The general open concepts of the Internet as we know it today are based upon the strong views of the tech people who built the Internet that it ought to be open and free whenever possible. And so we ended up with this wonderful free-for-all that we call the web where ideas and content of all varieties are available to all. And those tech people are rightfully concerned of somehow handing the decisions off to bureaucrats who won’t care what works the best but who will bring other agendas into the governance process.

Governments around the globe differ extremely by what they want their citizens to see or not see on the web. Even a country that is as close to us culturally as England has some very different Internet policies and has built screens and firewalls that stop citizens from viewing pornography and a large list of other types of content. At the extreme end of that range are places like North Korea that doesn’t let the average citizen see the Internet at all.

And so many of the folks who have been governing the Internet behind the scenes are worrying if we have already broken the Internet as it was originally structured. This issue is not so readily apparent to Americans since we filter very little of the Internet here other than the effort that ISPs make to block malware generating sites.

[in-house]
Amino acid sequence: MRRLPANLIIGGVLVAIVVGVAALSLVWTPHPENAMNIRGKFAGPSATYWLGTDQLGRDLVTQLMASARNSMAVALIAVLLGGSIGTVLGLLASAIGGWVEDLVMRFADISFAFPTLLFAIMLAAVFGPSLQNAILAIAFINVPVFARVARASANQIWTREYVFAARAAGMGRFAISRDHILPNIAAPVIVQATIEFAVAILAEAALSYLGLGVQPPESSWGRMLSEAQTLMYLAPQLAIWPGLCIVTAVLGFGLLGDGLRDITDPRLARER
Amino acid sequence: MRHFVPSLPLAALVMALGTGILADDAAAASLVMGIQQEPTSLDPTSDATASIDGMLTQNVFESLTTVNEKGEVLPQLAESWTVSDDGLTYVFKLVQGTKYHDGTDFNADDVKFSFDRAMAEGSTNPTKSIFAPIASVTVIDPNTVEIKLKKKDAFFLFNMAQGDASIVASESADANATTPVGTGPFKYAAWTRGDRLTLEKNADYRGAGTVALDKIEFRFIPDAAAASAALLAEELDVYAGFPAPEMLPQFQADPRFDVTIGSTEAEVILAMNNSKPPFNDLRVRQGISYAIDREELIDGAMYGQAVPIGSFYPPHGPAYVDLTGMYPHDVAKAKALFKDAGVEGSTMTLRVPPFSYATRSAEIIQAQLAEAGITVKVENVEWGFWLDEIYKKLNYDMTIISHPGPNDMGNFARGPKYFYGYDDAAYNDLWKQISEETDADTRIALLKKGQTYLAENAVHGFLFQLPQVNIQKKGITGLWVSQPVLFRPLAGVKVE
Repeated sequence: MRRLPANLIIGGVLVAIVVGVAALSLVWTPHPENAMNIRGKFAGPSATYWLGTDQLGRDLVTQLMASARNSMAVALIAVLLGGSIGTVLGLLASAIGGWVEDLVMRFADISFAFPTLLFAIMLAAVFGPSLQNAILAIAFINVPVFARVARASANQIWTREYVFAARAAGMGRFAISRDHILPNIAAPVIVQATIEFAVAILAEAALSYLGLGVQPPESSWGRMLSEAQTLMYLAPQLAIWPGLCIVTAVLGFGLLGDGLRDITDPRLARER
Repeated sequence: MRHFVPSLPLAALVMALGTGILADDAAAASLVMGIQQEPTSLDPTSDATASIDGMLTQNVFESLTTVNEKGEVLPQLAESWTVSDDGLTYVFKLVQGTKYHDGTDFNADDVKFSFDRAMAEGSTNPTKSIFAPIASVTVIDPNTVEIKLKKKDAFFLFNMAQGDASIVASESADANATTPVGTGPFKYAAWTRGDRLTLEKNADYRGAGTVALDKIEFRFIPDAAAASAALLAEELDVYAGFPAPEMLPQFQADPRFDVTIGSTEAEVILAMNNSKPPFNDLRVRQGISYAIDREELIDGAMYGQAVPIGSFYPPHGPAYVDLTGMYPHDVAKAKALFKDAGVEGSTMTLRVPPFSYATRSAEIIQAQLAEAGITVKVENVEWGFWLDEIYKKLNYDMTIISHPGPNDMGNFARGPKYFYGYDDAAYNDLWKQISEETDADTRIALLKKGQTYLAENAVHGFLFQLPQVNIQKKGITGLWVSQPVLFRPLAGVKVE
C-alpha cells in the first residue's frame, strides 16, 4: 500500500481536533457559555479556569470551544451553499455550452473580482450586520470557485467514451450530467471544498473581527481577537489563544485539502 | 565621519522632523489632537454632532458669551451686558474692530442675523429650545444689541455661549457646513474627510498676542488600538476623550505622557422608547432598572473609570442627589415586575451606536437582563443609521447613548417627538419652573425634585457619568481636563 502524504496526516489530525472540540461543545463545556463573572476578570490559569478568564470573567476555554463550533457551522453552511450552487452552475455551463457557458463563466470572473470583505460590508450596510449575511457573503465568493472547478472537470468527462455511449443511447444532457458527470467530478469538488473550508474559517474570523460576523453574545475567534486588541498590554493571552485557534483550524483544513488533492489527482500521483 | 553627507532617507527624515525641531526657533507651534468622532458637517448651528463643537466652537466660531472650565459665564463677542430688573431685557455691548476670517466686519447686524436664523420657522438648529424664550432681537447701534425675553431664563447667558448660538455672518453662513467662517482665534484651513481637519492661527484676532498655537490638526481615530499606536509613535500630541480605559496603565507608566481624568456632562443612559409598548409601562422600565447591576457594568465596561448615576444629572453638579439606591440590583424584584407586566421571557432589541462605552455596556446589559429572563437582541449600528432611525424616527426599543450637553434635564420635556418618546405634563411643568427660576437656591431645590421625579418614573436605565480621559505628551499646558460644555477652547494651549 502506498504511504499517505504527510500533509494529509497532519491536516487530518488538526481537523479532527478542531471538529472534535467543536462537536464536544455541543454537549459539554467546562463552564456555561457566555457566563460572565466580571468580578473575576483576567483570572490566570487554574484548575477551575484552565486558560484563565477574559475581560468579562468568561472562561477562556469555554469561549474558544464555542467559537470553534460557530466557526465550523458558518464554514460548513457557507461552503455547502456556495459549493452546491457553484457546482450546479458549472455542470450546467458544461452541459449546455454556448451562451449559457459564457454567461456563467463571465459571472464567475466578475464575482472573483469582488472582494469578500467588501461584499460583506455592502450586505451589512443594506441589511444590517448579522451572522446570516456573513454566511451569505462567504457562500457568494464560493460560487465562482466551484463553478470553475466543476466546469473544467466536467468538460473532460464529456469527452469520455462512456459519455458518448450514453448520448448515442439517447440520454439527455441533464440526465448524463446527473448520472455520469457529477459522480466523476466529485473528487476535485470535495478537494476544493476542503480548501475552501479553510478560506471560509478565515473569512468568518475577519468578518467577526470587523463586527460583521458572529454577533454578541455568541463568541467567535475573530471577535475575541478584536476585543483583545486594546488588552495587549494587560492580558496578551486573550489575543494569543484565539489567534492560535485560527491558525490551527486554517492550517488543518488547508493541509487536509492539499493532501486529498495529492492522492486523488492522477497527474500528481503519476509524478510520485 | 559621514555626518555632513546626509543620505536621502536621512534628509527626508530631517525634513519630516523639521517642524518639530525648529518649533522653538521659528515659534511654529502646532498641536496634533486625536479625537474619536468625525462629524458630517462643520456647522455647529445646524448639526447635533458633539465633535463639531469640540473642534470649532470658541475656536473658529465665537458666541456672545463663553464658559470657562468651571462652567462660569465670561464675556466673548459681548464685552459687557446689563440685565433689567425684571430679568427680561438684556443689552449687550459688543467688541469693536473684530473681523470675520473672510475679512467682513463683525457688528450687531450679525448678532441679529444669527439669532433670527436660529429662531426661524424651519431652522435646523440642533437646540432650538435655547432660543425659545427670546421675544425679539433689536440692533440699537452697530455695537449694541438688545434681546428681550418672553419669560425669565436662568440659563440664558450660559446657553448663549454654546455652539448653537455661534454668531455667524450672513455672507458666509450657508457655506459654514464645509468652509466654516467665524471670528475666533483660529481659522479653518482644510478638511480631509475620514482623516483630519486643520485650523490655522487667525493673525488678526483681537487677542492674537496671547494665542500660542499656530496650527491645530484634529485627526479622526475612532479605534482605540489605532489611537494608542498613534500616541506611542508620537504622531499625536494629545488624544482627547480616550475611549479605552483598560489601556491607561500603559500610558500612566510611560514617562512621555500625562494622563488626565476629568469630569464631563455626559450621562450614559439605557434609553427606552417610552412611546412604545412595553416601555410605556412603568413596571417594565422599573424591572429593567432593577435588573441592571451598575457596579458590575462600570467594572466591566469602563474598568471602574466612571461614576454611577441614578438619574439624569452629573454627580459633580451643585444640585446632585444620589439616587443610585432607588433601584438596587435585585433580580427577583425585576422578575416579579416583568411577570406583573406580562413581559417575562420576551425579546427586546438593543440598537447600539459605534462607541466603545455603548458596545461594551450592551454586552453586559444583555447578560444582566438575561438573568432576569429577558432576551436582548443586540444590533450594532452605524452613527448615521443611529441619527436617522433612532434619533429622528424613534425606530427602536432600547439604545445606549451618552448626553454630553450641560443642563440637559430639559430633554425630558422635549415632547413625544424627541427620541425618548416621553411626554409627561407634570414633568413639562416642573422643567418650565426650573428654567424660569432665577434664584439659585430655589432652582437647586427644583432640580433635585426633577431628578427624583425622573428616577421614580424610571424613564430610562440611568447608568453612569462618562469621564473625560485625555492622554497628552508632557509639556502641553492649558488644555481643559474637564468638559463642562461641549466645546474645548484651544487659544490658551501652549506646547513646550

But much of the rest of the world has already started down the path to wall themselves off from us us and this trend is building momentum. We probably will reach multinational consensus on the easy stuff – how to name web sites and how to route things. But one can legitimately ask if the Internet is already broken when there are already so many countries that block their citizens from using large chunks of what we Americans think of as the Internet.